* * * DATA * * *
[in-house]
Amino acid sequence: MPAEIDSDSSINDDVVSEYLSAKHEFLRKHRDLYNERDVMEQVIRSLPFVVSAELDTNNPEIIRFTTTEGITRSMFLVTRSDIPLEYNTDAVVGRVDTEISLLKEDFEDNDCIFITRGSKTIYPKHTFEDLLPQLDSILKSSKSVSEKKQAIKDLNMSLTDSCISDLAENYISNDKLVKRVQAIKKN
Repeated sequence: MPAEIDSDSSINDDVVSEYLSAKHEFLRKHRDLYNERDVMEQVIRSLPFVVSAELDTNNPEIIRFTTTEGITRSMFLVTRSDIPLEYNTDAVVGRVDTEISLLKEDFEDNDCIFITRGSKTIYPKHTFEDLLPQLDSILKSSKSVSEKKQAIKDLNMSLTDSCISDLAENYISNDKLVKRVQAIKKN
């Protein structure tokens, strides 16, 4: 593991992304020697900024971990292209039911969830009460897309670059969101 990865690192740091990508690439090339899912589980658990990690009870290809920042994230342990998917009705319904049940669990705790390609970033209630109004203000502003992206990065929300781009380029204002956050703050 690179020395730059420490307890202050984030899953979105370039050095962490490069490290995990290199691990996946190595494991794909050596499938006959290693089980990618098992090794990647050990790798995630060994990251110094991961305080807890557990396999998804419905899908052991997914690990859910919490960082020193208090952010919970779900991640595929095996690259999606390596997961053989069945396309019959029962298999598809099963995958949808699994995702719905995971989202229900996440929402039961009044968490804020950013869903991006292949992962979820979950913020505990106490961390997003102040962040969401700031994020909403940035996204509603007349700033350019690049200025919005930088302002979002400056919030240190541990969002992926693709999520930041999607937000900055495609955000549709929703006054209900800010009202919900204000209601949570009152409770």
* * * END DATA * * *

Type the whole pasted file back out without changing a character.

[in-house]
Amino acid sequence: MPAEIDSDSSINDDVVSEYLSAKHEFLRKHRDLYNERDVMEQVIRSLPFVVSAELDTNNPEIIRFTTTEGITRSMFLVTRSDIPLEYNTDAVVGRVDTEISLLKEDFEDNDCIFITRGSKTIYPKHTFEDLLPQLDSILKSSKSVSEKKQAIKDLNMSLTDSCISDLAENYISNDKLVKRVQAIKKN
Repeated sequence: MPAEIDSDSSINDDVVSEYLSAKHEFLRKHRDLYNERDVMEQVIRSLPFVVSAELDTNNPEIIRFTTTEGITRSMFLVTRSDIPLEYNTDAVVGRVDTEISLLKEDFEDNDCIFITRGSKTIYPKHTFEDLLPQLDSILKSSKSVSEKKQAIKDLNMSLTDSCISDLAENYISNDKLVKRVQAIKKN
């Protein structure tokens, strides 16, 4: 593991992304020697900024971990292209039911969830009460897309670059969101 990865690192740091990508690439090339899912589980658990990690009870290809920042994230342990998917009705319904049940669990705790390609970033209630109004203000502003992206990065929300781009380029204002956050703050 690179020395730059420490307890202050984030899953979105370039050095962490490069490290995990290199691990996946190595494991794909050596499938006959290693089980990618098992090794990647050990790798995630060994990251110094991961305080807890557990396999998804419905899908052991997914690990859910919490960082020193208090952010919970779900991640595929095996690259999606390596997961053989069945396309019959029962298999598809099963995958949808699994995702719905995971989202229900996440929402039961009044968490804020950013869903991006292949992962979820979950913020505990106490961390997003102040962040969401700031994020909403940035996204509603007349700033350019690049200025919005930088302002979002400056919030240190541990969002992926693709999520930041999607937000900055495609955000549709929703006054209900800010009202919900204000209601949570009152409770």